First published in 1938, Elma Napier’s A Flying Fish Whispered is both of its age, and way ahead of it. To some extent, it’s a sexually-charged tale of doomed love between two white plantation people in the colonial tropics. But to see it solely as such is to do Napier an injustice, for this novel also tingles with the author’s environmentalism, and delivers a critique of colonial rule, demonstrating divisions between white plantation owners and workers who are exploited, disregarded and treated as an underclass. And all this is delivered with an undercurrent of proto-feminism through the character of witty, outspoken Teresa.
Teresa also gives voice to the author’s deep love of her adopted home. Born in Scotland, Napier devoted her life to Dominica, becoming the first woman elected to any Caribbean council after settling on the island in 1932, and her autobiography also comes highly recommended - Black and White Sands takes readers on an entertaining journey through an exceptional, unique life. In this novel, an elemental connection to the island’s nature, and to the environment, is fabulously expressed by Teresa when she remarks, “I love the forest, you see, and the mystery of never knowing what’s round the next corner.” And then the author adds, “Everywhere, the world over, men have cut forests that they snatch food from the soil; and now the soil flees from them.” Seminal stuff, indeed.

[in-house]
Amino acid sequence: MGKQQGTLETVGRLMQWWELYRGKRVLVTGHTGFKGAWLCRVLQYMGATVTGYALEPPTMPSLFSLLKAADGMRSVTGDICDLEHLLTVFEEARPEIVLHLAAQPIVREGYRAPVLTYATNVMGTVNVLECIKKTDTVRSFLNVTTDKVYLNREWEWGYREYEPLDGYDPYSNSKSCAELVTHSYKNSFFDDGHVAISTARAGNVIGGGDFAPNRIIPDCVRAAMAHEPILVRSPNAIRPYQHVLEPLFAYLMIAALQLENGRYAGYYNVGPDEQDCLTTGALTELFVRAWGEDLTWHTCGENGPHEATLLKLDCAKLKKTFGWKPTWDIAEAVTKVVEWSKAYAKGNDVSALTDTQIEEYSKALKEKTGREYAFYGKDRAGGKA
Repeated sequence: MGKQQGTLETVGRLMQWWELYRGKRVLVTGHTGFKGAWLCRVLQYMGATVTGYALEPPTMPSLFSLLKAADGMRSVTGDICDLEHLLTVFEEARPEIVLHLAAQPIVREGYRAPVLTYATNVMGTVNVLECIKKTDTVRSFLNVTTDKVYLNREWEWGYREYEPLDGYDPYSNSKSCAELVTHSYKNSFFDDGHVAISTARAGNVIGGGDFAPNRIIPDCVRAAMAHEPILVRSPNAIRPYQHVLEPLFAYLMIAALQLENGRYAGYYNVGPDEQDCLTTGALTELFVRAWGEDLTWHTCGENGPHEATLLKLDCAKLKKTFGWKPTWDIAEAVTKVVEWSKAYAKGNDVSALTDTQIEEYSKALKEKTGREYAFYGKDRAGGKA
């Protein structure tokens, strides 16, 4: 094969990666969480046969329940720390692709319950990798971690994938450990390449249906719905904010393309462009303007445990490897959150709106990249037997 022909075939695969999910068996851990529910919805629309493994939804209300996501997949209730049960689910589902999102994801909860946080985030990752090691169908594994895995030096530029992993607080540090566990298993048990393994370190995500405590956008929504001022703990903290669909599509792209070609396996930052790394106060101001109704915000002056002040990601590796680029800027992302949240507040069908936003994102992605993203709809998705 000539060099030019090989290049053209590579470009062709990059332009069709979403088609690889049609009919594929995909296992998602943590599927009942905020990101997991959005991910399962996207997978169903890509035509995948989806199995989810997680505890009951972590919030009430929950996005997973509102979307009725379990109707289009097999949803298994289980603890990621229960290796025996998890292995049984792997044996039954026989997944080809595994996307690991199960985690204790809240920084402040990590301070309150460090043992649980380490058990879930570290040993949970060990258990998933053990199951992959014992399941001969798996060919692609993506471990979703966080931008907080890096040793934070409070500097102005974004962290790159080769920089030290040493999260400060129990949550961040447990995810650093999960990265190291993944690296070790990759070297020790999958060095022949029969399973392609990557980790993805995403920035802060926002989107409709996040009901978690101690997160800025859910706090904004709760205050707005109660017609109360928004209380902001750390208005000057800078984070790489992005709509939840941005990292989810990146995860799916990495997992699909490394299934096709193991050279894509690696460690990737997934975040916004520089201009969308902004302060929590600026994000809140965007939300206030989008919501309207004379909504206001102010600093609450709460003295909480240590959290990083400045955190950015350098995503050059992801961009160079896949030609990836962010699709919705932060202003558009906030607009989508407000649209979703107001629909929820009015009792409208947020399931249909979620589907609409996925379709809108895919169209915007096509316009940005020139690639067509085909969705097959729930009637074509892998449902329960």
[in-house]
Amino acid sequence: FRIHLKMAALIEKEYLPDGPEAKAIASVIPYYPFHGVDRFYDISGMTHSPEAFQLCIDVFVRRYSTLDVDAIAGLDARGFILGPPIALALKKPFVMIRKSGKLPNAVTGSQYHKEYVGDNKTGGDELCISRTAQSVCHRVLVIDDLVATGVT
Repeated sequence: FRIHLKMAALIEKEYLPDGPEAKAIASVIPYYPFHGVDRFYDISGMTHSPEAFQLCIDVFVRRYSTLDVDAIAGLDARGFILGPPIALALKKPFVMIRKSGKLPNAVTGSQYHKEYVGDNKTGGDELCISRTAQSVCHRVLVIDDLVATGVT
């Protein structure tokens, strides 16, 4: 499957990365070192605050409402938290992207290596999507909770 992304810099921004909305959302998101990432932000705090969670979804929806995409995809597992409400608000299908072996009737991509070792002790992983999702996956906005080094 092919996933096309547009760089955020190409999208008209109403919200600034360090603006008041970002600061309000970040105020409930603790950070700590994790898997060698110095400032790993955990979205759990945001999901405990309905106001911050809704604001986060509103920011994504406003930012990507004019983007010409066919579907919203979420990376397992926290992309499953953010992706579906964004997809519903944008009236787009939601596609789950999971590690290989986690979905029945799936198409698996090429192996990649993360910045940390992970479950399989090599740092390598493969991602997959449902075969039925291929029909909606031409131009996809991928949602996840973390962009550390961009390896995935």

When Teresa Craddock joins her brother Tommy on an island that is and isn t Dominica, she is in flight from life and the death of her fiancé. On the island she finds a congenial new home and rediscovers a zest for life. Indeed, when Derek Morell, the new owner of an old estate, signals an unmistakeable interest in her, Teresa is more than ready for an adventure, despite the inconvenient fact that Morell is married. But what seems to begin as a witty account of romance in a tropical setting reveals itself to be an important lost work in Caribbean fiction, parallel to the work of Phyllis Allfrey and Jean Rhys. Ultimately, A Flying Fish Whispered becomes a deeply imaginative exploration of different kinds of Caribbeans.
Introduction by Evelyn O Callaghan.
|Publication date:||14th October 2011|
|Publisher:||Peepal Tree Press Ltd|
|Primary Genre||Modern and Contemporary Fiction|